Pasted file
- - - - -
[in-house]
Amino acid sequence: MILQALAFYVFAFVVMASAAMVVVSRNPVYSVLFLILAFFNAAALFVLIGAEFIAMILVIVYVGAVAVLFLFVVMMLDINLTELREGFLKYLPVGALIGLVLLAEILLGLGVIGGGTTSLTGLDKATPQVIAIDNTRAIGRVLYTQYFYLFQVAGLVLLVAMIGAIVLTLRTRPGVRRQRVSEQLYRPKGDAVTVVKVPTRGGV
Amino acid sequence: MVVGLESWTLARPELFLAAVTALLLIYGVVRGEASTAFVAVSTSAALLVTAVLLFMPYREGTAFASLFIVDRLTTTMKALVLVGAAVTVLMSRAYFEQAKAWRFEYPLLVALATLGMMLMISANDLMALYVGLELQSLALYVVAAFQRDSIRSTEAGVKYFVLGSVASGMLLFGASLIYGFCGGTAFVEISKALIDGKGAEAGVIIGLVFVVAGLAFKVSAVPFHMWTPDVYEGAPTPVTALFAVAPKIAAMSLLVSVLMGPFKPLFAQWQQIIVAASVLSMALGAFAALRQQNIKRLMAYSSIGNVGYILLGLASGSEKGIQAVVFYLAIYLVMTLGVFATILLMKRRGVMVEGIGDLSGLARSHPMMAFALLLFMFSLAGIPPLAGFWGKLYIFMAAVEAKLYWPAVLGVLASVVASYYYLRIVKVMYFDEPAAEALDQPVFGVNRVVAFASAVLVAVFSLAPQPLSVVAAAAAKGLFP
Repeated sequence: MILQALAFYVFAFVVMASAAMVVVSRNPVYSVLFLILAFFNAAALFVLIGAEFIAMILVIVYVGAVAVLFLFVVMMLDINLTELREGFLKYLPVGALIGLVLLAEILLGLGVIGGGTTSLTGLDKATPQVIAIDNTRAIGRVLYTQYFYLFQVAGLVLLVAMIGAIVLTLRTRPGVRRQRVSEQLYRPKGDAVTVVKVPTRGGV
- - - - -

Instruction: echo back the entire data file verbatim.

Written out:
[in-house]
Amino acid sequence: MILQALAFYVFAFVVMASAAMVVVSRNPVYSVLFLILAFFNAAALFVLIGAEFIAMILVIVYVGAVAVLFLFVVMMLDINLTELREGFLKYLPVGALIGLVLLAEILLGLGVIGGGTTSLTGLDKATPQVIAIDNTRAIGRVLYTQYFYLFQVAGLVLLVAMIGAIVLTLRTRPGVRRQRVSEQLYRPKGDAVTVVKVPTRGGV
Amino acid sequence: MVVGLESWTLARPELFLAAVTALLLIYGVVRGEASTAFVAVSTSAALLVTAVLLFMPYREGTAFASLFIVDRLTTTMKALVLVGAAVTVLMSRAYFEQAKAWRFEYPLLVALATLGMMLMISANDLMALYVGLELQSLALYVVAAFQRDSIRSTEAGVKYFVLGSVASGMLLFGASLIYGFCGGTAFVEISKALIDGKGAEAGVIIGLVFVVAGLAFKVSAVPFHMWTPDVYEGAPTPVTALFAVAPKIAAMSLLVSVLMGPFKPLFAQWQQIIVAASVLSMALGAFAALRQQNIKRLMAYSSIGNVGYILLGLASGSEKGIQAVVFYLAIYLVMTLGVFATILLMKRRGVMVEGIGDLSGLARSHPMMAFALLLFMFSLAGIPPLAGFWGKLYIFMAAVEAKLYWPAVLGVLASVVASYYYLRIVKVMYFDEPAAEALDQPVFGVNRVVAFASAVLVAVFSLAPQPLSVVAAAAAKGLFP
Repeated sequence: MILQALAFYVFAFVVMASAAMVVVSRNPVYSVLFLILAFFNAAALFVLIGAEFIAMILVIVYVGAVAVLFLFVVMMLDINLTELREGFLKYLPVGALIGLVLLAEILLGLGVIGGGTTSLTGLDKATPQVIAIDNTRAIGRVLYTQYFYLFQVAGLVLLVAMIGAIVLTLRTRPGVRRQRVSEQLYRPKGDAVTVVKVPTRGGV